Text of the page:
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Black sites, ‘extraordinary renditions’ and the legitimacy of the torture taboo

Barnes, J. (2016) Black sites, ‘extraordinary renditions’ and the legitimacy of the torture taboo. International Politics, 53 (2). pp. 198-219.

Link to Published Version: http://dx.doi.org/10.1057/ip.2015.46
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Abstract

The revelations the Bush administration employed torture in 'black sites' and outsourced torture through the 'extraordinary rendition' programme demonstrated how the torture prohibition, or torture taboo, failed to constrain the United States (US) and other complicit states from engaging in torture in the fight against terrorism. Yet despite this violation of the taboo, this article makes the paradoxical argument that studying the taboo's violation shows the strength of the norm's legitimacy, not its weakness. The humanitarian pressures from the torture taboo continued to operate on the US even while the norm was being violated, shaping US identity, interests and actions during the 'war on terror'.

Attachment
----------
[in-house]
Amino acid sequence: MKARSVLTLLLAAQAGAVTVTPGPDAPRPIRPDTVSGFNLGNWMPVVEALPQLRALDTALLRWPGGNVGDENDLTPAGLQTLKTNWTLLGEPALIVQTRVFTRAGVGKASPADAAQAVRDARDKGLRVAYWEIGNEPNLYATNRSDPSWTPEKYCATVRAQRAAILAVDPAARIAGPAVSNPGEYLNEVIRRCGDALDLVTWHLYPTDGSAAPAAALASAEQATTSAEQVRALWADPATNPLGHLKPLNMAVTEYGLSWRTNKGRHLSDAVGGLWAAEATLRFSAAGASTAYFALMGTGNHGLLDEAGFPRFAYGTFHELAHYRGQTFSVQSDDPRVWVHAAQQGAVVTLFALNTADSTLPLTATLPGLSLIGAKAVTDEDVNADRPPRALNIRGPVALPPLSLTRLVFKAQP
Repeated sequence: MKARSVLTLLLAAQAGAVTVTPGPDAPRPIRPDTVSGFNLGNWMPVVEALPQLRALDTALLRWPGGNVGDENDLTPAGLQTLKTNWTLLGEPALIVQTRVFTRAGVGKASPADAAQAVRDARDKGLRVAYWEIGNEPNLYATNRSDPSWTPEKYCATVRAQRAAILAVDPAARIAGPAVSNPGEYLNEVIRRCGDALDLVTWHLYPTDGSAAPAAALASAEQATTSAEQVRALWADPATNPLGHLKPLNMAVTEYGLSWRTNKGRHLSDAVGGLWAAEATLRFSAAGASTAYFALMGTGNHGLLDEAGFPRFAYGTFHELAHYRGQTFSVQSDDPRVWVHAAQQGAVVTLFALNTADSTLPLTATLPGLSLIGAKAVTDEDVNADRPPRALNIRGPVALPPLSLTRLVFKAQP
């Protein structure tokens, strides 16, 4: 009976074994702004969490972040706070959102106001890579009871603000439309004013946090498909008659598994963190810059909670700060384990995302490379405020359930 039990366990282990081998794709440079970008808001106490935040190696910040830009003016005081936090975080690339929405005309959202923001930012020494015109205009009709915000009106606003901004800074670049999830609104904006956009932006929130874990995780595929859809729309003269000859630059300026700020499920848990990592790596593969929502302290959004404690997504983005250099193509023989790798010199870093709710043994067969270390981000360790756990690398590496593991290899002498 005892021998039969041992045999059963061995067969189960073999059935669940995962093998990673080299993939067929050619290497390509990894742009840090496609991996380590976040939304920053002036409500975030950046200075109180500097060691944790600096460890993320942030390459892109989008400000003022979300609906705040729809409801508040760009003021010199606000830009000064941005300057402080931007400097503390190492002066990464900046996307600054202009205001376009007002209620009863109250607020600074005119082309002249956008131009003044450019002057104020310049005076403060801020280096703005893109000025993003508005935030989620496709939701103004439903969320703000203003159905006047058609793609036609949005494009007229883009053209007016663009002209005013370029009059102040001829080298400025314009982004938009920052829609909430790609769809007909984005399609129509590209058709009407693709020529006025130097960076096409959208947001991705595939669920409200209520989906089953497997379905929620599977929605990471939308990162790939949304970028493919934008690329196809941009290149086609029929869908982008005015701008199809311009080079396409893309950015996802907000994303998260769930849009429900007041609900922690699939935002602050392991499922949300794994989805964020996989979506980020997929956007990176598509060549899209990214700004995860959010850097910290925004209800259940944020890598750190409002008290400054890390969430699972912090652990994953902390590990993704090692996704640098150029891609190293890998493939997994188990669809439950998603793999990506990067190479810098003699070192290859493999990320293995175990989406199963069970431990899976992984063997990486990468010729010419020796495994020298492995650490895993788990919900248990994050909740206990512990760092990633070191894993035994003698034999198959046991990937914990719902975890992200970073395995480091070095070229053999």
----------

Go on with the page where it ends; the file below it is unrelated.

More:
Publication Type: Journal Article
Murdoch Affiliation: School of Management and Governance
Publisher: Palgrave Macmillan
Copyright: © 2016 Macmillan Publishers Ltd.
URI: http://researchrepository.murdoch.edu.au/id/eprint/30290
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